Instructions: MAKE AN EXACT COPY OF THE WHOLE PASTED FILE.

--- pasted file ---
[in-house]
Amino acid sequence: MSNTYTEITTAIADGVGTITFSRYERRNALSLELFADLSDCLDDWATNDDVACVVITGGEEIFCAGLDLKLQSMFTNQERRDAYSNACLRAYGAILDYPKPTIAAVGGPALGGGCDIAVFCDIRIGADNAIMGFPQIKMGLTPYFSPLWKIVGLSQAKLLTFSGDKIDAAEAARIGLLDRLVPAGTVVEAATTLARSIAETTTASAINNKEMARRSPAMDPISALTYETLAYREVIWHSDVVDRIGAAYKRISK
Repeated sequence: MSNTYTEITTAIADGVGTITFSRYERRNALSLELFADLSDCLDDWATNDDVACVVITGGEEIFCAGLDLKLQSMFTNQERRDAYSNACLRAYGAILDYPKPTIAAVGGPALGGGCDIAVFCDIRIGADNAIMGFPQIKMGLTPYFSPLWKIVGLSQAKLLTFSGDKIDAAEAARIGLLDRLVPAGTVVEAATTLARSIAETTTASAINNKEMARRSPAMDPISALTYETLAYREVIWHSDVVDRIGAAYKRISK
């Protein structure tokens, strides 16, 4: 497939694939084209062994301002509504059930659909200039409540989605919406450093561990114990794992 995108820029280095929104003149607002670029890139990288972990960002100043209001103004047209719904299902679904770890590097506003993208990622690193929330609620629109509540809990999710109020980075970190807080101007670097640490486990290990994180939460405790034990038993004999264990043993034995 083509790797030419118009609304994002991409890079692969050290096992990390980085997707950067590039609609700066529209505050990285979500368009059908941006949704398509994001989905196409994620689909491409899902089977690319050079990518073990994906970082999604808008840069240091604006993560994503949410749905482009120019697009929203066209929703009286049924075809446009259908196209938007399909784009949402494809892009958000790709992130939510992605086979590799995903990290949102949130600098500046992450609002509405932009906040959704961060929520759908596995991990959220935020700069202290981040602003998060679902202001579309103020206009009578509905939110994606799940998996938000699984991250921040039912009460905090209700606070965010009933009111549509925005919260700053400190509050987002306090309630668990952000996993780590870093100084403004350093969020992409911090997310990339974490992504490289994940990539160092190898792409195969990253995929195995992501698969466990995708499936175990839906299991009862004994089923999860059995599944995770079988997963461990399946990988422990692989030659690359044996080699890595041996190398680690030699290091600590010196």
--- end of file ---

[in-house]
Amino acid sequence: MSNTYTEITTAIADGVGTITFSRYERRNALSLELFADLSDCLDDWATNDDVACVVITGGEEIFCAGLDLKLQSMFTNQERRDAYSNACLRAYGAILDYPKPTIAAVGGPALGGGCDIAVFCDIRIGADNAIMGFPQIKMGLTPYFSPLWKIVGLSQAKLLTFSGDKIDAAEAARIGLLDRLVPAGTVVEAATTLARSIAETTTASAINNKEMARRSPAMDPISALTYETLAYREVIWHSDVVDRIGAAYKRISK
Repeated sequence: MSNTYTEITTAIADGVGTITFSRYERRNALSLELFADLSDCLDDWATNDDVACVVITGGEEIFCAGLDLKLQSMFTNQERRDAYSNACLRAYGAILDYPKPTIAAVGGPALGGGCDIAVFCDIRIGADNAIMGFPQIKMGLTPYFSPLWKIVGLSQAKLLTFSGDKIDAAEAARIGLLDRLVPAGTVVEAATTLARSIAETTTASAINNKEMARRSPAMDPISALTYETLAYREVIWHSDVVDRIGAAYKRISK
């Protein structure tokens, strides 16, 4: 497939694939084209062994301002509504059930659909200039409540989605919406450093561990114990794992 995108820029280095929104003149607002670029890139990288972990960002100043209001103004047209719904299902679904770890590097506003993208990622690193929330609620629109509540809990999710109020980075970190807080101007670097640490486990290990994180939460405790034990038993004999264990043993034995 083509790797030419118009609304994002991409890079692969050290096992990390980085997707950067590039609609700066529209505050990285979500368009059908941006949704398509994001989905196409994620689909491409899902089977690319050079990518073990994906970082999604808008840069240091604006993560994503949410749905482009120019697009929203066209929703009286049924075809446009259908196209938007399909784009949402494809892009958000790709992130939510992605086979590799995903990290949102949130600098500046992450609002509405932009906040959704961060929520759908596995991990959220935020700069202290981040602003998060679902202001579309103020206009009578509905939110994606799940998996938000699984991250921040039912009460905090209700606070965010009933009111549509925005919260700053400190509050987002306090309630668990952000996993780590870093100084403004350093969020992409911090997310990339974490992504490289994940990539160092190898792409195969990253995929195995992501698969466990995708499936175990839906299991009862004994089923999860059995599944995770079988997963461990399946990988422990692989030659690359044996080699890595041996190398680690030699290091600590010196």